The TV cameras were there for the Pike/Pine “crime spike.” But Wednesday night’s Capitol Hill Find It, Fix It walk with the mayor and several top city officials was mostly about things like streetlights, dumpsters, and blocked sidewalks.
“This is not about one night of safety this is about building relationships with the departments,” Mayor Ed Murray said at the conclusion of the walk, the eighth and final his office organized over the summer.
While the TV crews pressed in tightly for SPD Chief Kathleen O’Toole to reiterate her strategy for Pike/Pine emphasis patrols and data-driven policing, City Hall representatives including the head of Murray’s Department of Transportation, his Seattle Fire Chief, and City Council member Sally Clark waited patiently for the walk to leave the park and make a handful of stops between 12th Ave, E Pike, and Broadway to hear from community representatives about some of the issues — and opportunities — the neighborhood is facing.
- Homelessness: At 11th Ave’s Central Lutheran where Community Lunch On Capitol Hill serves meals to hundreds of homeless people every week, Pastor Cindy Salo told the assembled city officials, police, and community members that this had been “one of the most difficult summers” in terms of the numbers of homeless she is seeing. Earlier this year, CHS reported on the increasing amount of trespassing enforcement around Capitol Hill to move homeless campers along. The mayor has pledged $1.5 million in his 2015 budget plan for more services to serve the city’s homeless population.
- 12th Ave Arts: The tour then took to the sidewalks of 12th Ave before spilling into the intersection at 12th and Pine for Capitol Hill Housing’s Michael Seiwerath’s bullhorn-aided update on the 12th Ave Arts project, the $47 million
$38 million, 29,000 square-foot development creating 88 affordable apartment units, office space, retail space and a theater facility above parking that will also be utilized by Seattle Police’s East Precinct. To fit the Find It, Fix It theme, Seiwerath presented the building as a “fix” to the old problem of an underutilized police department parking lot. We’ll buy it.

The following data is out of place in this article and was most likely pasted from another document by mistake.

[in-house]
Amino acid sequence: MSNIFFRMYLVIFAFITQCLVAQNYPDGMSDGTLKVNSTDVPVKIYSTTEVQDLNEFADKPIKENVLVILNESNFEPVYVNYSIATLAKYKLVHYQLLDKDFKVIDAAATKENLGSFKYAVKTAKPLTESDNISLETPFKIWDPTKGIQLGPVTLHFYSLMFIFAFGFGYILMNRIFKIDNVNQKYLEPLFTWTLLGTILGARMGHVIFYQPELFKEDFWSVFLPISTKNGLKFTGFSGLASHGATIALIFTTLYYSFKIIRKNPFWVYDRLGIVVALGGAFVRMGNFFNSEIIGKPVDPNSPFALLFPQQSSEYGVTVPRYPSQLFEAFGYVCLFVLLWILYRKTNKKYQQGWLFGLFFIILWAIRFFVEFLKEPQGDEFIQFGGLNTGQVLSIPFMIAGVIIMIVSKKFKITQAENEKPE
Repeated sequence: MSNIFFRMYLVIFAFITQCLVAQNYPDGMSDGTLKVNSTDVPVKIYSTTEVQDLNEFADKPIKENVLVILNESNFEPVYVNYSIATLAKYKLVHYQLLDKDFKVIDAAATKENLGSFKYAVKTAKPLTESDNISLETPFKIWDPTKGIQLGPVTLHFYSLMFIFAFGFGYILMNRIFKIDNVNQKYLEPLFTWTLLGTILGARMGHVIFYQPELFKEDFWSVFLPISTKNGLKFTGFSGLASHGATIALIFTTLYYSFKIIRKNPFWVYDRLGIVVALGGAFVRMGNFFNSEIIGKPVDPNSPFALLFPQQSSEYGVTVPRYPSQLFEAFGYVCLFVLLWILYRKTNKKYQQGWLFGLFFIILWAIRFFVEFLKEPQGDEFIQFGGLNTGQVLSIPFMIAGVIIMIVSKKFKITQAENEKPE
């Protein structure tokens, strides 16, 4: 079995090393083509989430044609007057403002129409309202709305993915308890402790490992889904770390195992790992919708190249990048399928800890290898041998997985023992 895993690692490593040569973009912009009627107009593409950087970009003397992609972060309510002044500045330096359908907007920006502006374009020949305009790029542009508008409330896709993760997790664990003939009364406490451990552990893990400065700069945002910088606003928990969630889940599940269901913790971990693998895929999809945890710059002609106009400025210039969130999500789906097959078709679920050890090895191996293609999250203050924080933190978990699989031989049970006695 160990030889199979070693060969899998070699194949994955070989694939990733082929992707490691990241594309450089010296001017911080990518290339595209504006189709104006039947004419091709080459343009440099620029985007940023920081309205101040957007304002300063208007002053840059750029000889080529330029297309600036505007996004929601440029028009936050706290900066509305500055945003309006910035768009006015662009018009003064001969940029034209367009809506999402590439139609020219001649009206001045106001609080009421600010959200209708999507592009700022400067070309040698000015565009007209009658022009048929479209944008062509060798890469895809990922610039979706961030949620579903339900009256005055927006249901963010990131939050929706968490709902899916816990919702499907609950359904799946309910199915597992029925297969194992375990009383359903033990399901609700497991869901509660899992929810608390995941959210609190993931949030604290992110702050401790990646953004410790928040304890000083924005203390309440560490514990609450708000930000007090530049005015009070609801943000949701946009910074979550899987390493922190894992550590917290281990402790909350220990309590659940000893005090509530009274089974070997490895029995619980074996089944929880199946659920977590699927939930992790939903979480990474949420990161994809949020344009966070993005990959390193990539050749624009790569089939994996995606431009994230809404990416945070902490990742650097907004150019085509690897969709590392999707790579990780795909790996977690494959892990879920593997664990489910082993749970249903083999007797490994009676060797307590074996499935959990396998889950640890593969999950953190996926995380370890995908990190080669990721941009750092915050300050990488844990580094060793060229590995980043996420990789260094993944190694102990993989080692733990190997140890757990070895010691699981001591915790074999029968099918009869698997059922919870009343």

- Pedestrian issues: At the same intersection, an SDOT representative made the case that his department is working hard to improve pedestrian access around construction sites. While he probably should have made his presentation on 11th Ave, there has been progress on Capitol Hill thanks to the SDOT Construction Hub project. CHS wrote about the Capitol Hill hub here and we’ll have more soon on the program that is working to better coordinate issues between developers, contractors, business owners, and neighbors. The next drop-in meeting is Friday, by the way. If you can’t make it, the link has information for contacting the coordinator via email. Do it.
- Garbage: At Pike/Broadway, we talked…. dumpsters. Not super exciting. But, yes, Pike/Pine overfloweth with both trash and trash receptacles.
We suspect the Capitol Hill Chamber of Commerce was the most excited about this particular agenda item. Earlier this year, the “business improvement area” it runs for the Broadway area was expanded by about a block but there is interest in a larger expansion — to manage services like garbage clean-up, graffiti removal, and the like — to Pike/Pine.
- Cal Anderson safety: Both Seattle Central president Dr. Paul Kilpatrick, standing across from his Broadway campus, and Chamber director Michael Wells, just outside the west entrance to the park, talked about efforts to increase safety around Cal Anderson. Nagle Place is dark and scary, Wells said, and people he knows won’t walk it at night. The street’s lighting and lighting throughout the park is being looked at for an upgrade. Meanwhile, you’ll probably see more trees and bushes being cut back to help eliminate any shadowy corners. Maybe more effective will be efforts like those of the Cal Anderson Park Alliance to keep the park busy with activities like the Capitol Hill Garage Sale Day. CAPA representative Rachael Brister said the group is looking for more volunteers. September 27th, there will be an ice cream social at the park’s Shelterhouse starting at 2 PM. You can stop in to “find out how you can become a Seattle Parks and Recreation volunteer.” Or you can just sign up here. Click on “Online Green Space Application” and, under “Assignment Preference,” choose Cal Anderson Park. Meanwhile, a Parks representative also said, though the summer concierge is gone, the department has brought in a sports field coordinator to help make the transition between hang out space and game time smoother on Bobby Morris field.
If the tour didn’t make it to your neck of the Capitol Hill woods, you can fill out a form or download the Find It, Fix It app here to let the city departments know about issues on your street. CHS is going to ask for Harvard Ave’s potholes and pavement to be smoothed — during construction on the main drag, it’s the bounciest Broadway biking detour… ever. What other Capitol Hill Find It, Fix It spots should we know about?